A Healthier, More Satisfying Second Half of Life: Bone Health


2. While you can’t change your family history or past risk factors, you can affect your future bone health.

  1. While there has been controversy discussed in the media about whether or not calcium supplements cause more harm than good, (J Intern Med. 2015 Oct;278(4):354-68. doi: 10.1111/joim.12394. Epub 2015 Jul 14), it is certainly important to have adequate calcium intake from the diet. You can find a list of calcium-rich foods here. Although calcium requirements differ for different people, aiming for 600 to 1000mg of calcium a day should be adequate. Most people consume about 500mg of calcium in their regular diet. Mindfully adding one extra serving of calcium containing food (ie: a yogurt or a serving of leafy greens) a day usually helps each of us to reach the needed daily requirement of calcium. Note, however, that oxalate, which is found in spinach, rhubarb, chard, and beet greens binds with the calcium in those foods and reduces its absorption. Also, note that if you are lactose intolerant you will likely still be able to eat Greek yogurt. Because it’s strained several times, it has one-third the lactose content of regular milk. More important, yogurt is fermented, which means that the lactose is already broken down by yogurt’s natural probiotic. But if you really cannot get enough calcium in your diet, which should only happen in very unusual circumstances, you can consider taking a 500mg calcium citrate supplement. The bottom line, however, is that if you are at average risk for osteoporosis and consume a healthy diet that is rich in plant-based whole foods, you should not yet need a calcium supplement.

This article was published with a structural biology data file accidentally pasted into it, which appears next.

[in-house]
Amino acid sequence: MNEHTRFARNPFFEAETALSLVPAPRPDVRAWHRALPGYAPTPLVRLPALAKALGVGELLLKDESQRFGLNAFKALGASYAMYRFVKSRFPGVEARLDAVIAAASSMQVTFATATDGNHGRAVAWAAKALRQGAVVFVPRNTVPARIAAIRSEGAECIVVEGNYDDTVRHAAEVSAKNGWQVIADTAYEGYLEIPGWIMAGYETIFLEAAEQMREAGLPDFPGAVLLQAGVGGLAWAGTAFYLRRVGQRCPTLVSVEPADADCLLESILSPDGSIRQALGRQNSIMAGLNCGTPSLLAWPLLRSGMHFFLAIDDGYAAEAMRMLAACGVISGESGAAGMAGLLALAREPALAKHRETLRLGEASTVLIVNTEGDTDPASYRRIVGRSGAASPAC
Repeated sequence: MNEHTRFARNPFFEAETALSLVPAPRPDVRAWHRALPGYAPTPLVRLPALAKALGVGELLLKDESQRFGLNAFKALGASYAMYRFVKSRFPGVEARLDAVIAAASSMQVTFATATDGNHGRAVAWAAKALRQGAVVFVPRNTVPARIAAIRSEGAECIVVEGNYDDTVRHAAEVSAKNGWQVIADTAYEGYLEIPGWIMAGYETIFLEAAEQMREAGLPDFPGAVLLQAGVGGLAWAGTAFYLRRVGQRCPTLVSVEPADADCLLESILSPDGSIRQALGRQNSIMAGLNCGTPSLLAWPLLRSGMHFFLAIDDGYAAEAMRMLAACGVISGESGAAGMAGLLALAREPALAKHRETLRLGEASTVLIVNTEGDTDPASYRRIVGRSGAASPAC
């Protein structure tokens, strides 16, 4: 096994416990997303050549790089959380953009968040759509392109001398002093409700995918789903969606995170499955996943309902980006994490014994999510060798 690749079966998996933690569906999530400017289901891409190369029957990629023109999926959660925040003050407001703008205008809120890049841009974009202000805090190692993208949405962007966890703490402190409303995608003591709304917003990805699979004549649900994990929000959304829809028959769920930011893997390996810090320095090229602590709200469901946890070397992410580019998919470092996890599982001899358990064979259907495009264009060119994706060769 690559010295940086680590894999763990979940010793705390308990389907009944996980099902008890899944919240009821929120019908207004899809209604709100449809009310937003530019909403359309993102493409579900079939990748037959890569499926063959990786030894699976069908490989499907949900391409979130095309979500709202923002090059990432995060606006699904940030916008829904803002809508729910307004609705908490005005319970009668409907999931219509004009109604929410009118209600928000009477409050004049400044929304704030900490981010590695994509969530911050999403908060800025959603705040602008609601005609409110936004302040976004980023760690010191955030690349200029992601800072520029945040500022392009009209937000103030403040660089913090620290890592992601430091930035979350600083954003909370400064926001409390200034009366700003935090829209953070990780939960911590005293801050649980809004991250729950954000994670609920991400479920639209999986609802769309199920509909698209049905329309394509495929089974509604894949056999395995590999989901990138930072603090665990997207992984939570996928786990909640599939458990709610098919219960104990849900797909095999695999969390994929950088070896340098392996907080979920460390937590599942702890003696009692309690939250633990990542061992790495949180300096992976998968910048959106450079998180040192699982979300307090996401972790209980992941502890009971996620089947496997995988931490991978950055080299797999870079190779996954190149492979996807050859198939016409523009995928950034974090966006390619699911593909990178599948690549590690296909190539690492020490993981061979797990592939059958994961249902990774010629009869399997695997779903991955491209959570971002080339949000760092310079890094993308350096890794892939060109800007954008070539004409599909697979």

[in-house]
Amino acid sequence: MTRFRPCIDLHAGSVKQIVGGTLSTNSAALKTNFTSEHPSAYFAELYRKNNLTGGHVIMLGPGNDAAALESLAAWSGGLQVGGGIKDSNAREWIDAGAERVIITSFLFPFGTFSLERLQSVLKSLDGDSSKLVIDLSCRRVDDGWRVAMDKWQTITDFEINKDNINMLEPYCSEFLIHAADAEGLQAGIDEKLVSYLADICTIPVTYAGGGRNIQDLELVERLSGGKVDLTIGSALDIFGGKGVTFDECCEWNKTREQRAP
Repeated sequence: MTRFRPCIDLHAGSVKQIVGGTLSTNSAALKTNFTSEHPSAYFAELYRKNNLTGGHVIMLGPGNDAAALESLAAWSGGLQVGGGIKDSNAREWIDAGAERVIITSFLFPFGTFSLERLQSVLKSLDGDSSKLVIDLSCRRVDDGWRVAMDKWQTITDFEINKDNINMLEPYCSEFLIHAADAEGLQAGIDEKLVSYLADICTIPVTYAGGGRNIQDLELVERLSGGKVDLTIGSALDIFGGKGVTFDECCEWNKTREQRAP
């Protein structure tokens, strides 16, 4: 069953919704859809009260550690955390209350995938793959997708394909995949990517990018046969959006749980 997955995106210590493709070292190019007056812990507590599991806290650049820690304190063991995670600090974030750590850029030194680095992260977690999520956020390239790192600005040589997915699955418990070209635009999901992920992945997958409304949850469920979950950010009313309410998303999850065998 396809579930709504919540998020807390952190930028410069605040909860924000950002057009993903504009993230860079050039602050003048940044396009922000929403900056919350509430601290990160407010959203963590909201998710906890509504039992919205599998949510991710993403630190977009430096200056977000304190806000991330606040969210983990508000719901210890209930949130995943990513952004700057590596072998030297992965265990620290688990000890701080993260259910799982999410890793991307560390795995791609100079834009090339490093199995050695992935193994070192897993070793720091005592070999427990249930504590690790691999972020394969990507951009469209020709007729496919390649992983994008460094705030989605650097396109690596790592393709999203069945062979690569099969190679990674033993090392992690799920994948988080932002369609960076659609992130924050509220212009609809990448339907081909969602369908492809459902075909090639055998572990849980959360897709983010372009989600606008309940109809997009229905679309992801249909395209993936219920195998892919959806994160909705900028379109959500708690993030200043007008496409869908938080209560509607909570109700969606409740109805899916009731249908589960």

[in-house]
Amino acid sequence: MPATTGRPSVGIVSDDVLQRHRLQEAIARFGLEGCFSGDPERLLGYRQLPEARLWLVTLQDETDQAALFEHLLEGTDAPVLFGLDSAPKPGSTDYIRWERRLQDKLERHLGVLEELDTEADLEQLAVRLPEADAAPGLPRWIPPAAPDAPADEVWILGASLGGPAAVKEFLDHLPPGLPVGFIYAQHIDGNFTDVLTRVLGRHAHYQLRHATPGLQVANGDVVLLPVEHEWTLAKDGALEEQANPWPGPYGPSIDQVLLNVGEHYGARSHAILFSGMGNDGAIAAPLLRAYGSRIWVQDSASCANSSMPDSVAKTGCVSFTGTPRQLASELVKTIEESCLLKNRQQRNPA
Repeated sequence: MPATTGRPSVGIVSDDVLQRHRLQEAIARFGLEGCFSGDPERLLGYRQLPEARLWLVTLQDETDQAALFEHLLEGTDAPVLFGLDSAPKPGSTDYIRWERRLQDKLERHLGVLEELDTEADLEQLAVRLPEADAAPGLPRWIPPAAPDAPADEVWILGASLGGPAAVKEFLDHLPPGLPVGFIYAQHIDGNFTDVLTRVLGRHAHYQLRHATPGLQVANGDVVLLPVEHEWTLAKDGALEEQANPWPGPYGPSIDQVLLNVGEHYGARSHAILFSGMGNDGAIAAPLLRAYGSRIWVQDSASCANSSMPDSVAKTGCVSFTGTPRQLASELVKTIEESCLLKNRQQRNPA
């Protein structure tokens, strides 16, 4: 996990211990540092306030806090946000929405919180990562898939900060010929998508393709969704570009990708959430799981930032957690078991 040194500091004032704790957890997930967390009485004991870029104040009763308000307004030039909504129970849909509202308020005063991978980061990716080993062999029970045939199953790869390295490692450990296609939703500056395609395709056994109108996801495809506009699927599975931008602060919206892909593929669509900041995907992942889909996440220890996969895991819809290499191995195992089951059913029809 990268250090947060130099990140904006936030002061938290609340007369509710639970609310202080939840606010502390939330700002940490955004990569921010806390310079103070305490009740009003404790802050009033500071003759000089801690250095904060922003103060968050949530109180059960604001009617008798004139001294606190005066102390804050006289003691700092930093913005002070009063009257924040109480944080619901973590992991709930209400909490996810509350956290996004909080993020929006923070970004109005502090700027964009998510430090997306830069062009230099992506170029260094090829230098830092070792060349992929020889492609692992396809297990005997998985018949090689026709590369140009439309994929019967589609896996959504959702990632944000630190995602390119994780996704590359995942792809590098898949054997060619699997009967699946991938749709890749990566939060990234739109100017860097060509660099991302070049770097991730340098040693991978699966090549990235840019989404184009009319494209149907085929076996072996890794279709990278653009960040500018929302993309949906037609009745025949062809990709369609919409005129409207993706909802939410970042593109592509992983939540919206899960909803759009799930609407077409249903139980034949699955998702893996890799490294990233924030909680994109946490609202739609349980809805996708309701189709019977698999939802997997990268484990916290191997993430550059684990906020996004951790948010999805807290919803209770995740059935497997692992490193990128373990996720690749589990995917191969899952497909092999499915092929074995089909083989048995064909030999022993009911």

2. Most people do need to take supplemental Vitamin D3. Lack of adequate vitamin D prevents your body from absorbing calcium from your diet so maintaining adequate levels of vitamin D is absolutely essential. It is most effective to choose a dose of Vitamin D based on blood levels, but 1000 to 2000 units of Vitamin D3 should be safe for most people.
  3. If you have had kidney stones or any disorder involving too much calcium in the blood or urine, do discuss the safety of calcium and Vitamin D supplementation with your health care provider before beginning these supplements.
  4. Bones respond to weight-bearing. While many people may do enough walking in their daily lives to protect their hips and spine, this is the decade to mindfully increase daily walking. Exercise that improves the bone density of the wrists tends to get neglected. Add  push-ups, either on the floor or against the wall to strengthen the bones of the wrist. Three sets of 10 reps takes less than five minutes and can create a big impact. READ MORE

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  • D. A. Wolf January 19, 2016 at 2:03 pm

    This kind of article is extremely helpful and I only wish I had been more aware of these factors when I was in my 40s. I thought I knew about all of the risk factors only to find that item – having a slight build or being petite – is one that I would not have anticipated. Color me surprised when my physician pointed out my increased risk because of my diminutive stature (barely 5′), along with other factors.

    One of the other items on this list, the issue of weight-bearing exercise, reminds me of a question that has gone unanswered for years: What if you have sustained injuries that don’t allow for weight bearing exercise? What alternatives might one have? Or if you live with chronic pain, what are some of the alternatives if weight bearing exercise is not possible?